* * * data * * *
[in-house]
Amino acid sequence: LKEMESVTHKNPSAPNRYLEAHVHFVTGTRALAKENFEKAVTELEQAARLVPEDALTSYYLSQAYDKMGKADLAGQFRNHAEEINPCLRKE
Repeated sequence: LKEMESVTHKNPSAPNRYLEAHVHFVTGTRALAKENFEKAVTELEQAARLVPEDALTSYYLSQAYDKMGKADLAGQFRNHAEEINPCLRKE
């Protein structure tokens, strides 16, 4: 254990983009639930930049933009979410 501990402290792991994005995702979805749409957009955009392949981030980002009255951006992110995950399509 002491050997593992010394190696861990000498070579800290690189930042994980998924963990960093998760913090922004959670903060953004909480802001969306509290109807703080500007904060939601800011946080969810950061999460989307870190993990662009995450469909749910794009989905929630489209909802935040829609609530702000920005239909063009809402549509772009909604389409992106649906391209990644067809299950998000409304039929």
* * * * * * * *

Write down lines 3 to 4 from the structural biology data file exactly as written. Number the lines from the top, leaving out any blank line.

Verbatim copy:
Repeated sequence: LKEMESVTHKNPSAPNRYLEAHVHFVTGTRALAKENFEKAVTELEQAARLVPEDALTSYYLSQAYDKMGKADLAGQFRNHAEEINPCLRKE
């Protein structure tokens, strides 16, 4: 254990983009639930930049933009979410 501990402290792991994005995702979805749409957009955009392949981030980002009255951006992110995950399509 002491050997593992010394190696861990000498070579800290690189930042994980998924963990960093998760913090922004959670903060953004909480802001969306509290109807703080500007904060939601800011946080969810950061999460989307870190993990662009995450469909749910794009989905929630489209909802935040829609609530702000920005239909063009809402549509772009909604389409992106649906391209990644067809299950998000409304039929």